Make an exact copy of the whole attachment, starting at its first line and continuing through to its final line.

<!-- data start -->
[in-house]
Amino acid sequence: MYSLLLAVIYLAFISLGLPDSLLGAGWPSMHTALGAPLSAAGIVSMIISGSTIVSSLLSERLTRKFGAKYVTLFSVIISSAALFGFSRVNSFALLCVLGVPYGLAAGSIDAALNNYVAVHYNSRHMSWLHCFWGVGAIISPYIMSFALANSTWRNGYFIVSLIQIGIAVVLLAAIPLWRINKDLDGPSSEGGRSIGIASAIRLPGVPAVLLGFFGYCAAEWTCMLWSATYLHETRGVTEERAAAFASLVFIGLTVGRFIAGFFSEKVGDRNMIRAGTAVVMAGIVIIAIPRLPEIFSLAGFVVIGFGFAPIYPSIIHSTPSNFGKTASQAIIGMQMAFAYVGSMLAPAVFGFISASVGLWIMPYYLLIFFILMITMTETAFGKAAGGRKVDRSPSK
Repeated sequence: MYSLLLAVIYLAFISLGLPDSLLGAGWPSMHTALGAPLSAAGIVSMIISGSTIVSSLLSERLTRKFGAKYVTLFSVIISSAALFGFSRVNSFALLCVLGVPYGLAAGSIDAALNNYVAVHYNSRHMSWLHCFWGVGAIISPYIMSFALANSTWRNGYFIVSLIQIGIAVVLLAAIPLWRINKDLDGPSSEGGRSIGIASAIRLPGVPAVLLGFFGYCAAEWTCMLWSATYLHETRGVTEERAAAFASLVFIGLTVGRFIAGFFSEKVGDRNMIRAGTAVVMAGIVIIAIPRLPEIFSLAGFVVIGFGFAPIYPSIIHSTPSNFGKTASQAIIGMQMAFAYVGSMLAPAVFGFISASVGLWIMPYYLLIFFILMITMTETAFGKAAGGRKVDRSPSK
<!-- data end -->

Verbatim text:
[in-house]
Amino acid sequence: MYSLLLAVIYLAFISLGLPDSLLGAGWPSMHTALGAPLSAAGIVSMIISGSTIVSSLLSERLTRKFGAKYVTLFSVIISSAALFGFSRVNSFALLCVLGVPYGLAAGSIDAALNNYVAVHYNSRHMSWLHCFWGVGAIISPYIMSFALANSTWRNGYFIVSLIQIGIAVVLLAAIPLWRINKDLDGPSSEGGRSIGIASAIRLPGVPAVLLGFFGYCAAEWTCMLWSATYLHETRGVTEERAAAFASLVFIGLTVGRFIAGFFSEKVGDRNMIRAGTAVVMAGIVIIAIPRLPEIFSLAGFVVIGFGFAPIYPSIIHSTPSNFGKTASQAIIGMQMAFAYVGSMLAPAVFGFISASVGLWIMPYYLLIFFILMITMTETAFGKAAGGRKVDRSPSK
Repeated sequence: MYSLLLAVIYLAFISLGLPDSLLGAGWPSMHTALGAPLSAAGIVSMIISGSTIVSSLLSERLTRKFGAKYVTLFSVIISSAALFGFSRVNSFALLCVLGVPYGLAAGSIDAALNNYVAVHYNSRHMSWLHCFWGVGAIISPYIMSFALANSTWRNGYFIVSLIQIGIAVVLLAAIPLWRINKDLDGPSSEGGRSIGIASAIRLPGVPAVLLGFFGYCAAEWTCMLWSATYLHETRGVTEERAAAFASLVFIGLTVGRFIAGFFSEKVGDRNMIRAGTAVVMAGIVIIAIPRLPEIFSLAGFVVIGFGFAPIYPSIIHSTPSNFGKTASQAIIGMQMAFAYVGSMLAPAVFGFISASVGLWIMPYYLLIFFILMITMTETAFGKAAGGRKVDRSPSK